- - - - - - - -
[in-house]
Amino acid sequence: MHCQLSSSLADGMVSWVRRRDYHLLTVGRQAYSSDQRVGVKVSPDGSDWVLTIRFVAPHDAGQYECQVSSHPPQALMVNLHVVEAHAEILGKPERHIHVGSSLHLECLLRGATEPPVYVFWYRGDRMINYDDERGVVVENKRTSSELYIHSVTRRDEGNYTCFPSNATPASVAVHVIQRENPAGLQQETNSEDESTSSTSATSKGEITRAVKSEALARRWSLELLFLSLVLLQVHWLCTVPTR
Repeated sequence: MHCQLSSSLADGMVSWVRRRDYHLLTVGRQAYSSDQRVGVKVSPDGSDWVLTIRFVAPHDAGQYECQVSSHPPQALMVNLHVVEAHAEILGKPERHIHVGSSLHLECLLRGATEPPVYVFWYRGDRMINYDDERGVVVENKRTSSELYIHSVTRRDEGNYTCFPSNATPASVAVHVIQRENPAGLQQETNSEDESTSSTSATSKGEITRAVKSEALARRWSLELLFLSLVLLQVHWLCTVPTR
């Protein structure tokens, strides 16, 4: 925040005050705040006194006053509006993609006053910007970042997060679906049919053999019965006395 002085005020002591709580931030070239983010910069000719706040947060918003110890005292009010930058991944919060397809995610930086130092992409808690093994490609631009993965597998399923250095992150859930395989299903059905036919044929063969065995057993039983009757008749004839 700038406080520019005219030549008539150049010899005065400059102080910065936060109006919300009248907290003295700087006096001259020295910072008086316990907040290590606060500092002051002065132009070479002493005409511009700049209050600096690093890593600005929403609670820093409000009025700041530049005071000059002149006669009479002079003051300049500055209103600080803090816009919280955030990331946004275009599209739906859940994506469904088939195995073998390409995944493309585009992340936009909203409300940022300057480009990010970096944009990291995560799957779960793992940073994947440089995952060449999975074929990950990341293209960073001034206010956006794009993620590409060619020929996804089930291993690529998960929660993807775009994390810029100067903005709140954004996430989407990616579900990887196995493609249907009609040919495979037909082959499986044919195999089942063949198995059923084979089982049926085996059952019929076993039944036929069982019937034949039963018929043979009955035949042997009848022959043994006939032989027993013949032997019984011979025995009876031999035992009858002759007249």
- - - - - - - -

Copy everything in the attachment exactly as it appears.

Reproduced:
[in-house]
Amino acid sequence: MHCQLSSSLADGMVSWVRRRDYHLLTVGRQAYSSDQRVGVKVSPDGSDWVLTIRFVAPHDAGQYECQVSSHPPQALMVNLHVVEAHAEILGKPERHIHVGSSLHLECLLRGATEPPVYVFWYRGDRMINYDDERGVVVENKRTSSELYIHSVTRRDEGNYTCFPSNATPASVAVHVIQRENPAGLQQETNSEDESTSSTSATSKGEITRAVKSEALARRWSLELLFLSLVLLQVHWLCTVPTR
Repeated sequence: MHCQLSSSLADGMVSWVRRRDYHLLTVGRQAYSSDQRVGVKVSPDGSDWVLTIRFVAPHDAGQYECQVSSHPPQALMVNLHVVEAHAEILGKPERHIHVGSSLHLECLLRGATEPPVYVFWYRGDRMINYDDERGVVVENKRTSSELYIHSVTRRDEGNYTCFPSNATPASVAVHVIQRENPAGLQQETNSEDESTSSTSATSKGEITRAVKSEALARRWSLELLFLSLVLLQVHWLCTVPTR
């Protein structure tokens, strides 16, 4: 925040005050705040006194006053509006993609006053910007970042997060679906049919053999019965006395 002085005020002591709580931030070239983010910069000719706040947060918003110890005292009010930058991944919060397809995610930086130092992409808690093994490609631009993965597998399923250095992150859930395989299903059905036919044929063969065995057993039983009757008749004839 700038406080520019005219030549008539150049010899005065400059102080910065936060109006919300009248907290003295700087006096001259020295910072008086316990907040290590606060500092002051002065132009070479002493005409511009700049209050600096690093890593600005929403609670820093409000009025700041530049005071000059002149006669009479002079003051300049500055209103600080803090816009919280955030990331946004275009599209739906859940994506469904088939195995073998390409995944493309585009992340936009909203409300940022300057480009990010970096944009990291995560799957779960793992940073994947440089995952060449999975074929990950990341293209960073001034206010956006794009993620590409060619020929996804089930291993690529998960929660993807775009994390810029100067903005709140954004996430989407990616579900990887196995493609249907009609040919495979037909082959499986044919195999089942063949198995059923084979089982049926085996059952019929076993039944036929069982019937034949039963018929043979009955035949042997009848022959043994006939032989027993013949032997019984011979025995009876031999035992009858002759007249």